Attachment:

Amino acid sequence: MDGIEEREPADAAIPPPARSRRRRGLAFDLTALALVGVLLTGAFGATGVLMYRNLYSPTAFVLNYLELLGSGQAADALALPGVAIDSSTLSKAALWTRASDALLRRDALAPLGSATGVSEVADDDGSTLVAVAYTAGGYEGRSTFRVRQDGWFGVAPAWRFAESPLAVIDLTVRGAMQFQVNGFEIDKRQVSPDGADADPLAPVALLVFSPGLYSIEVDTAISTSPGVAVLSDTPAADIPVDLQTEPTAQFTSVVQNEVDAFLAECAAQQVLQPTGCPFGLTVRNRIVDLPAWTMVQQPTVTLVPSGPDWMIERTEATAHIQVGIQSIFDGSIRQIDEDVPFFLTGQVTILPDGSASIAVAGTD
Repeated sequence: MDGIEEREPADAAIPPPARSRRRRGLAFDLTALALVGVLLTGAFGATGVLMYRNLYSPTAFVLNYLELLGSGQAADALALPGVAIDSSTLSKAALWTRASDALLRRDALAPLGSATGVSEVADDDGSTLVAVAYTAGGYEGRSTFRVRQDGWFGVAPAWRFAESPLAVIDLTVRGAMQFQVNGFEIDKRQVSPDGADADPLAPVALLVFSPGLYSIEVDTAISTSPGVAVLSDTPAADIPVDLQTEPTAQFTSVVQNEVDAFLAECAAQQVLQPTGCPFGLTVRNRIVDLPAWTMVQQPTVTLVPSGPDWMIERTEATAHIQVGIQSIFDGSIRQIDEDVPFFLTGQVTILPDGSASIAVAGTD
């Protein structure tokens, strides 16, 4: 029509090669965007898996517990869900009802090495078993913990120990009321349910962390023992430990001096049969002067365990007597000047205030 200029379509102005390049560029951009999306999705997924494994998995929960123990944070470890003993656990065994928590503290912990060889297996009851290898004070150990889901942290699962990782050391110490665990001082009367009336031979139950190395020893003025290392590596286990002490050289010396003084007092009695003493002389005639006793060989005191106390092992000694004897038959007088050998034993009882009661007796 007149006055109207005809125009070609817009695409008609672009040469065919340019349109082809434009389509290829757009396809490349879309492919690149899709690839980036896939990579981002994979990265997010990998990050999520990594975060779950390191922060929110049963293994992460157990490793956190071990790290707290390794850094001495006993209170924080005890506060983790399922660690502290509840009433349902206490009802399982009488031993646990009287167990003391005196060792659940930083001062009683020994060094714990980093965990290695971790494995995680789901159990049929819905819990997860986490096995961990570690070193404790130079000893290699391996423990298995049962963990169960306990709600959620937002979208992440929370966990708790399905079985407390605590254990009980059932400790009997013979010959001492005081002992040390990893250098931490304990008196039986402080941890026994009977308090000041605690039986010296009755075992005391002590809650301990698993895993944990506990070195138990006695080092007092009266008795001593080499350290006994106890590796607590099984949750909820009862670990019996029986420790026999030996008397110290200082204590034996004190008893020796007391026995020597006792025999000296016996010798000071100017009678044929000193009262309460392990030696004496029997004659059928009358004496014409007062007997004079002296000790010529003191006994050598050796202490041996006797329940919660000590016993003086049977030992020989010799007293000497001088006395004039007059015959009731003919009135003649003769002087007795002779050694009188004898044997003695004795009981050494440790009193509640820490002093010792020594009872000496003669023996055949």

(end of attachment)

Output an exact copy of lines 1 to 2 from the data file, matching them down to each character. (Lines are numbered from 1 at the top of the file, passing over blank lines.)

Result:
Amino acid sequence: MDGIEEREPADAAIPPPARSRRRRGLAFDLTALALVGVLLTGAFGATGVLMYRNLYSPTAFVLNYLELLGSGQAADALALPGVAIDSSTLSKAALWTRASDALLRRDALAPLGSATGVSEVADDDGSTLVAVAYTAGGYEGRSTFRVRQDGWFGVAPAWRFAESPLAVIDLTVRGAMQFQVNGFEIDKRQVSPDGADADPLAPVALLVFSPGLYSIEVDTAISTSPGVAVLSDTPAADIPVDLQTEPTAQFTSVVQNEVDAFLAECAAQQVLQPTGCPFGLTVRNRIVDLPAWTMVQQPTVTLVPSGPDWMIERTEATAHIQVGIQSIFDGSIRQIDEDVPFFLTGQVTILPDGSASIAVAGTD
Repeated sequence: MDGIEEREPADAAIPPPARSRRRRGLAFDLTALALVGVLLTGAFGATGVLMYRNLYSPTAFVLNYLELLGSGQAADALALPGVAIDSSTLSKAALWTRASDALLRRDALAPLGSATGVSEVADDDGSTLVAVAYTAGGYEGRSTFRVRQDGWFGVAPAWRFAESPLAVIDLTVRGAMQFQVNGFEIDKRQVSPDGADADPLAPVALLVFSPGLYSIEVDTAISTSPGVAVLSDTPAADIPVDLQTEPTAQFTSVVQNEVDAFLAECAAQQVLQPTGCPFGLTVRNRIVDLPAWTMVQQPTVTLVPSGPDWMIERTEATAHIQVGIQSIFDGSIRQIDEDVPFFLTGQVTILPDGSASIAVAGTD